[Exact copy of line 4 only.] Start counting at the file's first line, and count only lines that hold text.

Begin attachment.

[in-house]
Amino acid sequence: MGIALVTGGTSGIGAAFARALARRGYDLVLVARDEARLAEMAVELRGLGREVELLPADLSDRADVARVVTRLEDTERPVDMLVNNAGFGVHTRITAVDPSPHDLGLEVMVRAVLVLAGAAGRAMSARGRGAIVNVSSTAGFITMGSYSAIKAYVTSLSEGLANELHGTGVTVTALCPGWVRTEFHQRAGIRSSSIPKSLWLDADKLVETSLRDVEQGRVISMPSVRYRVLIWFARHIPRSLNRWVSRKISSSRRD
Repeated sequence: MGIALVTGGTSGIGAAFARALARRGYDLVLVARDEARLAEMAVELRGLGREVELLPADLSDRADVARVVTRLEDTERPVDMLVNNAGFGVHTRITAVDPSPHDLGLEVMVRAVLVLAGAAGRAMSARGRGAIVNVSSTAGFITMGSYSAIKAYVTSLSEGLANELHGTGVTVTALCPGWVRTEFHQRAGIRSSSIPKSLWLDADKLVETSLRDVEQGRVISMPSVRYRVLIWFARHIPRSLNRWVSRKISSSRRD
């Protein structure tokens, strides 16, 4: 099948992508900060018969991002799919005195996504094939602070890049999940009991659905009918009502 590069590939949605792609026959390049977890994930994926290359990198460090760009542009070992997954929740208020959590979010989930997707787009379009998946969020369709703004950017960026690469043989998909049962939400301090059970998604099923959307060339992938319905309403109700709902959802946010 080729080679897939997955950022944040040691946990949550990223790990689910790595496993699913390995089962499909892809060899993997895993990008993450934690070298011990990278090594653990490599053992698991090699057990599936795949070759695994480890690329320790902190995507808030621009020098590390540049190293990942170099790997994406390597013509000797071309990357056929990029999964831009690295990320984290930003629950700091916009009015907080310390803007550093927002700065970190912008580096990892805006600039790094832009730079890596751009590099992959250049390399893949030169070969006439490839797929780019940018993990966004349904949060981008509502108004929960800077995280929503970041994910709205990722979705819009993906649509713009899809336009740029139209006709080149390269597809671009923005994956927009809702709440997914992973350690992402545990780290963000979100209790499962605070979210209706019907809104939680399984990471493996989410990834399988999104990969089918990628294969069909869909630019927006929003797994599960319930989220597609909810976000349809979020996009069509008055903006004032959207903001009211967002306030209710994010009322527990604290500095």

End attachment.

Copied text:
């Protein structure tokens, strides 16, 4: 099948992508900060018969991002799919005195996504094939602070890049999940009991659905009918009502 590069590939949605792609026959390049977890994930994926290359990198460090760009542009070992997954929740208020959590979010989930997707787009379009998946969020369709703004950017960026690469043989998909049962939400301090059970998604099923959307060339992938319905309403109700709902959802946010 080729080679897939997955950022944040040691946990949550990223790990689910790595496993699913390995089962499909892809060899993997895993990008993450934690070298011990990278090594653990490599053992698991090699057990599936795949070759695994480890690329320790902190995507808030621009020098590390540049190293990942170099790997994406390597013509000797071309990357056929990029999964831009690295990320984290930003629950700091916009009015907080310390803007550093927002700065970190912008580096990892805006600039790094832009730079890596751009590099992959250049390399893949030169070969006439490839797929780019940018993990966004349904949060981008509502108004929960800077995280929503970041994910709205990722979705819009993906649509713009899809336009740029139209006709080149390269597809671009923005994956927009809702709440997914992973350690992402545990780290963000979100209790499962605070979210209706019907809104939680399984990471493996989410990834399988999104990969089918990628294969069909869909630019927006929003797994599960319930989220597609909810976000349809979020996009069509008055903006004032959207903001009211967002306030209710994010009322527990604290500095």